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The Honolulu Advertiser

Posted on: Sunday, May 22, 2005

School's growth opposed

By Suzanne Roig
Advertiser East Honolulu Writer

Honolulu Waldorf School, off the main drag and tucked next to single-family homes in Niu Valley, wants to make room for its high school students, who now go to a Kahala office building for their education.

But some residents have a problem with the private school's plans to expand on its 2.4 acres on Ulua Street. In this community of 700 homes, they worry that the expansion will mean an increase in traffic and the possibility of crime from teenagers.

Bruce Honda, who lives across from the campus, said that even now he has trouble finding street parking because of the school. The parking woes are not only during the day, said Honda, who has lived in the community since the school was built in 1961.

"My bone of contention is that the school is a guest in the community," Honda said. "It needs to be part of the community and share the space. The school poses a great burden on our community."

If the school is successful in getting community and city approval to build a high school on its Niu Valley campus, it would accommodate 120 high school students, said Connie Daniel, school administrative director. There are 320 students now at Waldorf, including 80 on the Kahala campus.

The land in Niu is zoned residential. A school is a permitted use for residential land, but Waldorf will need a conditional-use permit and other building permits to add a high school.

To find out more

What: Honolulu Waldorf School will talk about its plans to build a high school at a meeting of the Kuli'ou'ou Kalani Iki Neighborhood Board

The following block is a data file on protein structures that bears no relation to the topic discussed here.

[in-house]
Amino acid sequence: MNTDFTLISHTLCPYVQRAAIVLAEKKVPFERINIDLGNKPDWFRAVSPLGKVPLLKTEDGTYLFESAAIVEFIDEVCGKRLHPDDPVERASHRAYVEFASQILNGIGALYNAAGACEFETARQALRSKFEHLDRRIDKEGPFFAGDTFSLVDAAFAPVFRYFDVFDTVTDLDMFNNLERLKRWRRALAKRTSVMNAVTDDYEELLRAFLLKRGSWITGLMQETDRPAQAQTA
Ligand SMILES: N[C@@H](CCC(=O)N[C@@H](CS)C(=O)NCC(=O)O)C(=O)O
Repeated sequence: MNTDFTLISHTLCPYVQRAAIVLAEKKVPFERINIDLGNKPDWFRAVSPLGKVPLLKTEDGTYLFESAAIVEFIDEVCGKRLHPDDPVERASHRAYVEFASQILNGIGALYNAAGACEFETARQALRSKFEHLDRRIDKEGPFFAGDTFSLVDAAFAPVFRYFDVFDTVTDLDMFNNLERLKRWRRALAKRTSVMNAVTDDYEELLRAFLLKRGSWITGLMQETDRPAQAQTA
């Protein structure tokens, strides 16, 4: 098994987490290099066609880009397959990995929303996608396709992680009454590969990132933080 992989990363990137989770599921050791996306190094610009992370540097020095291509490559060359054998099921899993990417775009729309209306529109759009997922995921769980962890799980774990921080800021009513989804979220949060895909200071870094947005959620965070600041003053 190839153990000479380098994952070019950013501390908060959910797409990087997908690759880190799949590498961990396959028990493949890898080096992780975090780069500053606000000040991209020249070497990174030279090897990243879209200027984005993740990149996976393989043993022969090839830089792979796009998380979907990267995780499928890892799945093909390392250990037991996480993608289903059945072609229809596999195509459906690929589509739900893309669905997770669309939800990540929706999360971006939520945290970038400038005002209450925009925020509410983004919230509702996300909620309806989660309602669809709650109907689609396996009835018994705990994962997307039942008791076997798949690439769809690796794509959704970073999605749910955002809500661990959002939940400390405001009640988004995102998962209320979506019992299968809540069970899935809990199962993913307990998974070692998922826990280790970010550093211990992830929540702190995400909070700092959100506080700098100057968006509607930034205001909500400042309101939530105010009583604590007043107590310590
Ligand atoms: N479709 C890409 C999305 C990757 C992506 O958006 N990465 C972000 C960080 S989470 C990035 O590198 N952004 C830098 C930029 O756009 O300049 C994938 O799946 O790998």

When: 7 p.m. on June 2

Where: 'Aina Haina Public Library meeting room

Daniel said there isn't much information for the community now, as the school is still looking into its plans, but letters were sent out recently informing residents of the school's intentions.

"We're planning to be at the neighborhood board," Daniel said. "We want to let the neighbors know we're considering this. We would like our whole school together."

Waldorf has talked about expanding before, but met with community opposition, Honda said. It's likely that when the school outlines its new plans June 2 before the Kuli'ou'ou Kalani Iki Neighborhood Board it will be met with additional opposition, he said.

It's a tight-knit community, said Jeannine Johnson, a Niu resident. Residents turned out in force to object to expansion by King's Cathedral, the church that purchased the Niu Valley Shopping Center and has remodeled the former Times Supermarket for its church. When residents were being burglarized with regularity, the entire community attended meetings, pulled together and reactivated its neighborhood security watch program.

Johnson said the main reason the community would oppose Waldorf's plans is because the school hasn't been very neighborly. It locks up its campus, which includes playground equipment and a basketball court.

"They used to share facilities with the community," Johnson said.

The school is trying to come up with a solution that would solve the school's issues with liability and safety and the community's desire to have access to playground and basketball courts, Daniel said.

Reach Suzanne Roig at sroig@honoluluadvertiser.com or 395-8831.